Managing partner Graeme Finnie admitted French Duncan was looking at expansion in the east and north of Scotland.
A move into the north of England is also part of the long-term growth plan and has been considered at board level.
The accountancy profession has not seen the same pace of mergers as in the legal sector but notable deals in recent months include Johnston Carmichael and Ritson Smith and the agreement between BDO and PKF.
Mr Finnie said finding the right merger deal was difficult and admitted French Duncan had turned down "several" approaches in the past year.
He said: "There is a huge opportunity for indigenous practices in Scotland and we are very ambitious to grow.
"We want to consolidate our position but are still on the hunt for the right merger.
"We have had a couple of approaches which we have turned down because they were not the right fit for us.
"For example, with Macfarlane Gray we courted them for the thick end of the year and thus far, a few months in, it is a real instance of two and two equalling five. So we would like to strengthen our offering in the east of Scotland. After that the most obvious route is north, and being frank we have had thoughts that Carlisle is somewhere we would like to go to.
"Some of our competitors have moved into London but that is not something we would do in the short term, but the ambition is to be substantial."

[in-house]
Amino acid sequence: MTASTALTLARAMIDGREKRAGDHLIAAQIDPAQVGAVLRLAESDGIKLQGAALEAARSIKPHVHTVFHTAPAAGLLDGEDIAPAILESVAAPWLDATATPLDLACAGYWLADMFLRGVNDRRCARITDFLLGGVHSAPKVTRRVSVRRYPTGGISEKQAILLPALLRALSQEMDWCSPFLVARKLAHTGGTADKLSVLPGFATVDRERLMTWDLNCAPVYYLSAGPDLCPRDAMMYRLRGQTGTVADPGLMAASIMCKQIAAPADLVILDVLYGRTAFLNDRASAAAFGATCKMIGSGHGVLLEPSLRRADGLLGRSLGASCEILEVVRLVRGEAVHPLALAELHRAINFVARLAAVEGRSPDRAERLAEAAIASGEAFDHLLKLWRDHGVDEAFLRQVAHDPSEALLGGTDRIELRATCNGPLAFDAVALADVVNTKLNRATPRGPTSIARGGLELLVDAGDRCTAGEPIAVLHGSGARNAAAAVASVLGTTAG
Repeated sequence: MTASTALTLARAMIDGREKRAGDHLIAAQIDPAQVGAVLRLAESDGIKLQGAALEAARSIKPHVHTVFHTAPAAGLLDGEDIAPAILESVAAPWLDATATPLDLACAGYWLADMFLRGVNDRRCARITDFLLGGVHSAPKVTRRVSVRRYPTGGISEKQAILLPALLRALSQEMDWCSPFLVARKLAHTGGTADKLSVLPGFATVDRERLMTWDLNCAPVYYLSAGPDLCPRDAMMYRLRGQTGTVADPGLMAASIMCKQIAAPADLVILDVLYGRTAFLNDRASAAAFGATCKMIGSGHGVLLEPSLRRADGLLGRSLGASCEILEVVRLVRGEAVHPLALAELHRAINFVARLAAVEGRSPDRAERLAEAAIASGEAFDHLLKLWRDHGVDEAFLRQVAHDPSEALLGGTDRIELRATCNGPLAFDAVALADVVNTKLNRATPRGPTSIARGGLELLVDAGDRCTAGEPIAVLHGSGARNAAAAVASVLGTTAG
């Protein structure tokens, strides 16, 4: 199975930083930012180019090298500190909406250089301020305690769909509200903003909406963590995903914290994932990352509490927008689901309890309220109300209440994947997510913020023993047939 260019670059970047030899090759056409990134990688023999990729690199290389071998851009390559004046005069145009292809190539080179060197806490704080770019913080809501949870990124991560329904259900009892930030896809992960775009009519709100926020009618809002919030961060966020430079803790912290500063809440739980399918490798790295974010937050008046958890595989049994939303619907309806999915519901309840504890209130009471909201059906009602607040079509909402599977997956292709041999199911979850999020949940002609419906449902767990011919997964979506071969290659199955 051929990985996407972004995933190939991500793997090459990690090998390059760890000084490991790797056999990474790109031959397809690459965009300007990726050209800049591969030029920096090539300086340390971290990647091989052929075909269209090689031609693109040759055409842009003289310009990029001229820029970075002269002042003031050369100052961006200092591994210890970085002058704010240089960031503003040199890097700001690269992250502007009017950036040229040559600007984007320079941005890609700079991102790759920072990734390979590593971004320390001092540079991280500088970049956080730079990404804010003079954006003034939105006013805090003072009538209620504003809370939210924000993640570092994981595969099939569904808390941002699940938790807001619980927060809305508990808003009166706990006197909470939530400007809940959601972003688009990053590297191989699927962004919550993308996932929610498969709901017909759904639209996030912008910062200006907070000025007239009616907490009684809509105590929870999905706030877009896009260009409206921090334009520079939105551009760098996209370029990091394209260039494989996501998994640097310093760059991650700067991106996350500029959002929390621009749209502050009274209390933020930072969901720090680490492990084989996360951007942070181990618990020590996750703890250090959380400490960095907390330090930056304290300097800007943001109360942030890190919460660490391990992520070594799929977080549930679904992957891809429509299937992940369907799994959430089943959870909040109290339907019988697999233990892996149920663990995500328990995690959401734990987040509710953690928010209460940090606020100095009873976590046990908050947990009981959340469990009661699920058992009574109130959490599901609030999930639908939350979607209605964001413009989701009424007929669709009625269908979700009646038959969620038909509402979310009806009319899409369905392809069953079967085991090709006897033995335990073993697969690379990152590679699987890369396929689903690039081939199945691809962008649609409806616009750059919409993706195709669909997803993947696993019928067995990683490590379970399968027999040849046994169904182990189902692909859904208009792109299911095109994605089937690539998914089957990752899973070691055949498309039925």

Mr Finnie said the existing Edinburgh office, created through a merger with McCabes in 2007, is responsible for about 15% of the firm's £10 million turnover and houses about 40 staff.
He said: "We are not weak in Edinburgh but we think there is an opportunity to grow in [that] market."
The firm also announced Paula Galloway has joined as an audit partner from KPMG, where she had spent more than two decades.
Ms Galloway – who has experience of working internationally having spent time in Hong Kong – becomes the ninth senior person to come from a Big Four accountancy practice to French Duncan in the past two years.
Mr Finnie, 43, said he believes the firm has invested around £1m in new directors and partners over that period.
He said: "We have found people in their 30s through to late 40s and early 50s are perhaps looking for more of a work- life balance [than they get at the Big Four].
"We remunerate them well but I like to think they get a lot of job satisfaction.
"They are not out for three months at a time on one audit. They are genuinely out and about as a business adviser with clients coming to them with various problems."